Let’s understand this with an example.
English: Mary is washing clothes.
Hindi: मैरी कपड़े धो रही है। (Mary kapade dho rahee hai)
Now if we change the subject of this sentence to a man, say Kumar, the verb will not change in English, but it will change in Hindi.
English: Kumar is washing clothes.
Hindi: कुमार कपड़े धो रहा है। (kumaar kapade dho raha hai.)
In languages with more genders, such as Spanish, German and French, there are more variations in the verb.
Languages are very complex and if you want your AI to replicate human conversations, you need to train it on different aspects of the language. This not only helps in creating human-like conversations but also helps your AI to understand the user and their intent accurately.
What game plan you can use to overcome AI localisation challenges?
Netflix focussed on their customers. You can do it too.
You need to develop a game plan for your AI chatbot to help your users who don’t speak English. To ensure your chatbot is localised for your users’ preferences, you need to:
- Collaborate with local companies to get relevant datasets
- Research and understand your customers’ preferences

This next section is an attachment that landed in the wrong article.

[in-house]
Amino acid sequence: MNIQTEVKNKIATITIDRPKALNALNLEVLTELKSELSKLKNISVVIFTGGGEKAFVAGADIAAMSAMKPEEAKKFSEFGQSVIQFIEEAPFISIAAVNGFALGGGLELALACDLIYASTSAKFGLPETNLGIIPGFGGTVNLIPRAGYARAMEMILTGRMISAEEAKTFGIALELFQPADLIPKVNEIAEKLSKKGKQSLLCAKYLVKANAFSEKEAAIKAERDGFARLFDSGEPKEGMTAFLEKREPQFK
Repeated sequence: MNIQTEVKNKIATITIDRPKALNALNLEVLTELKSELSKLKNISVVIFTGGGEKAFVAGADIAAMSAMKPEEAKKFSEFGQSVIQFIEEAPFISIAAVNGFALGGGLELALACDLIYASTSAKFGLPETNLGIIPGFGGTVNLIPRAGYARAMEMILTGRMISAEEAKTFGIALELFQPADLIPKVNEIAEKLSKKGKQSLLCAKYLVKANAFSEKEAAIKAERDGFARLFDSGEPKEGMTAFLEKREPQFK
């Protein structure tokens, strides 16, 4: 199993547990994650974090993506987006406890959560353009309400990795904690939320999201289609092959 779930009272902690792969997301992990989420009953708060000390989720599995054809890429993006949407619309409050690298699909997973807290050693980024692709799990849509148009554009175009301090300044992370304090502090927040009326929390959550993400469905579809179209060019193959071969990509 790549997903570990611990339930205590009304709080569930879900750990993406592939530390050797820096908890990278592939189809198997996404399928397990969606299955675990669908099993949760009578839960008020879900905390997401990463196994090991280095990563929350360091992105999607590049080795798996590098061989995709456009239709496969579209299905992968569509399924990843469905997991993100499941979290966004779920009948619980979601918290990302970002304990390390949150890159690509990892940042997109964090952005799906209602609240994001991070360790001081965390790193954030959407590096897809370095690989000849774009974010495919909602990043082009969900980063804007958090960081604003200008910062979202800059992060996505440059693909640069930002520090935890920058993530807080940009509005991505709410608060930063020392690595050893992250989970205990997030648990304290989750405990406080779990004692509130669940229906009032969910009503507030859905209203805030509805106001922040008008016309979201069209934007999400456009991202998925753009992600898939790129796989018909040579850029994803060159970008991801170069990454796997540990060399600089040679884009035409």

- Design your conversation flow based on your research
- Analyse past interactions and train your chatbot
- Train your AI in local or regional languages
- Partner with local service providers for payments, delivery, etc.
Research shows that 55% of global customers buy only from brands that speak their language. And with conversational commerce on the rise, not providing multilingual chatbots can cost you a large section of your user base.
Verloop.io is a leading provider of conversational AI in India, the Middle East and Africa region and the Southeast Asia region. We’ve trained our AI on billions of intents and utterances in English, Hindi, Arabic, Indonesian and more so that it can accurately understand the user in these regions. ADIB, Kanmo Group, and Flyin are some of the companies that are using our multilingual trained AI.
Talk to our conversational experts and get more details on the multilingual chatbots for your location.